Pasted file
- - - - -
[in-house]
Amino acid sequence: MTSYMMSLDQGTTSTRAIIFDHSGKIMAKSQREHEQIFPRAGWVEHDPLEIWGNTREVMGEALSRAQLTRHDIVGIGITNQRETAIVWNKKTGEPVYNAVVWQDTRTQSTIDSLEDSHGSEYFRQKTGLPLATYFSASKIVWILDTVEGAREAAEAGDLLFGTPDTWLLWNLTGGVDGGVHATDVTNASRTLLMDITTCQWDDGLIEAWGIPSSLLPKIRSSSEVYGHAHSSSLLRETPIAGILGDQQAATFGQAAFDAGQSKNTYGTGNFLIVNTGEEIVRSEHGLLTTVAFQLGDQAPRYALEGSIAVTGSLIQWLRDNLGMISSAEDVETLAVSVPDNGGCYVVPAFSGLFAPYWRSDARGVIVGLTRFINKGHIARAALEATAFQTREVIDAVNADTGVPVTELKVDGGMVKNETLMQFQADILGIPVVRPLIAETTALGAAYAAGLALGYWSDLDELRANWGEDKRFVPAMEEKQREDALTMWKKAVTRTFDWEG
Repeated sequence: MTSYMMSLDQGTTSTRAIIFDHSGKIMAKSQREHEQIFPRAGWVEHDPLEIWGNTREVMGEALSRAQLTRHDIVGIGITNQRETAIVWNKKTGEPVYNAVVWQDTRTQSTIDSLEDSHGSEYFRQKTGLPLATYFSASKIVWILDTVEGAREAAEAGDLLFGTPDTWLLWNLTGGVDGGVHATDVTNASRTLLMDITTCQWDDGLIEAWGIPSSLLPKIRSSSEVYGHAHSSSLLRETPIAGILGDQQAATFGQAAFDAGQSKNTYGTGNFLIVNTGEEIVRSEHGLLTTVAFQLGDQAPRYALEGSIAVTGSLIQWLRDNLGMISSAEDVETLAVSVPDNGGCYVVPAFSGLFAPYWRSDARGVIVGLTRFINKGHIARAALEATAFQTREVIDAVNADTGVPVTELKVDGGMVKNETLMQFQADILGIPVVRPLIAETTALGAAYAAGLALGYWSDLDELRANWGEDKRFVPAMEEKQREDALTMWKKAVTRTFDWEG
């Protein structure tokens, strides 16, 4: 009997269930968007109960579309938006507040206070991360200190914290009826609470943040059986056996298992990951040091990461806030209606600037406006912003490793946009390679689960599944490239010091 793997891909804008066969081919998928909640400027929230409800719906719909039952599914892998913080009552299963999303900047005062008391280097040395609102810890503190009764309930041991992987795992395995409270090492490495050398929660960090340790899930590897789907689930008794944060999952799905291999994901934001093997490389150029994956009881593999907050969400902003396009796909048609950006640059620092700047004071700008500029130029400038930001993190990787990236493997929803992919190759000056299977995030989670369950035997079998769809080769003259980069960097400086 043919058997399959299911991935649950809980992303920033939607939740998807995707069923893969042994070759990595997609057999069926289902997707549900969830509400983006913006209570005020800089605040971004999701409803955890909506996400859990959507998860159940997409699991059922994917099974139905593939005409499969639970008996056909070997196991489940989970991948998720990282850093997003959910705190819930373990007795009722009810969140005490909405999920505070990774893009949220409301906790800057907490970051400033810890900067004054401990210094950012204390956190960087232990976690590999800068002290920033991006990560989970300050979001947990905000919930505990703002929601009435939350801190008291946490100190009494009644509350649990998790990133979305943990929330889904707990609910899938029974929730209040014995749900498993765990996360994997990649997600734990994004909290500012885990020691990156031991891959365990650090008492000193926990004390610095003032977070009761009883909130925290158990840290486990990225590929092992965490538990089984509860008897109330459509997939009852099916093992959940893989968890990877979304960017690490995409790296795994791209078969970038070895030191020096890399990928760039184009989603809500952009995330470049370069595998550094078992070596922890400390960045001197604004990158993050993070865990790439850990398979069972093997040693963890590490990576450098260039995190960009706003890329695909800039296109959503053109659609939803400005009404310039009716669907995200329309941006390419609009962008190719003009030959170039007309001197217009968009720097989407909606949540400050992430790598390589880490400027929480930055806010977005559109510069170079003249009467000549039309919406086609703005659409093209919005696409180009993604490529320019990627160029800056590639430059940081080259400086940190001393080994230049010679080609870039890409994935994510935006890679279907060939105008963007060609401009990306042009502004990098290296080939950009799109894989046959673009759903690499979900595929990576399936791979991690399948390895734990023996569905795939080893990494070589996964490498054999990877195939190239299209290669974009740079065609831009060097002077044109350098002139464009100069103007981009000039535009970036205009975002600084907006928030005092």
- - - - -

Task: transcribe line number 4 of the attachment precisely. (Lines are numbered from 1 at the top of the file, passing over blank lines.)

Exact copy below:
């Protein structure tokens, strides 16, 4: 009997269930968007109960579309938006507040206070991360200190914290009826609470943040059986056996298992990951040091990461806030209606600037406006912003490793946009390679689960599944490239010091 793997891909804008066969081919998928909640400027929230409800719906719909039952599914892998913080009552299963999303900047005062008391280097040395609102810890503190009764309930041991992987795992395995409270090492490495050398929660960090340790899930590897789907689930008794944060999952799905291999994901934001093997490389150029994956009881593999907050969400902003396009796909048609950006640059620092700047004071700008500029130029400038930001993190990787990236493997929803992919190759000056299977995030989670369950035997079998769809080769003259980069960097400086 043919058997399959299911991935649950809980992303920033939607939740998807995707069923893969042994070759990595997609057999069926289902997707549900969830509400983006913006209570005020800089605040971004999701409803955890909506996400859990959507998860159940997409699991059922994917099974139905593939005409499969639970008996056909070997196991489940989970991948998720990282850093997003959910705190819930373990007795009722009810969140005490909405999920505070990774893009949220409301906790800057907490970051400033810890900067004054401990210094950012204390956190960087232990976690590999800068002290920033991006990560989970300050979001947990905000919930505990703002929601009435939350801190008291946490100190009494009644509350649990998790990133979305943990929330889904707990609910899938029974929730209040014995749900498993765990996360994997990649997600734990994004909290500012885990020691990156031991891959365990650090008492000193926990004390610095003032977070009761009883909130925290158990840290486990990225590929092992965490538990089984509860008897109330459509997939009852099916093992959940893989968890990877979304960017690490995409790296795994791209078969970038070895030191020096890399990928760039184009989603809500952009995330470049370069595998550094078992070596922890400390960045001197604004990158993050993070865990790439850990398979069972093997040693963890590490990576450098260039995190960009706003890329695909800039296109959503053109659609939803400005009404310039009716669907995200329309941006390419609009962008190719003009030959170039007309001197217009968009720097989407909606949540400050992430790598390589880490400027929480930055806010977005559109510069170079003249009467000549039309919406086609703005659409093209919005696409180009993604490529320019990627160029800056590639430059940081080259400086940190001393080994230049010679080609870039890409994935994510935006890679279907060939105008963007060609401009990306042009502004990098290296080939950009799109894989046959673009759903690499979900595929990576399936791979991690399948390895734990023996569905795939080893990494070589996964490498054999990877195939190239299209290669974009740079065609831009060097002077044109350098002139464009100069103007981009000039535009970036205009975002600084907006928030005092």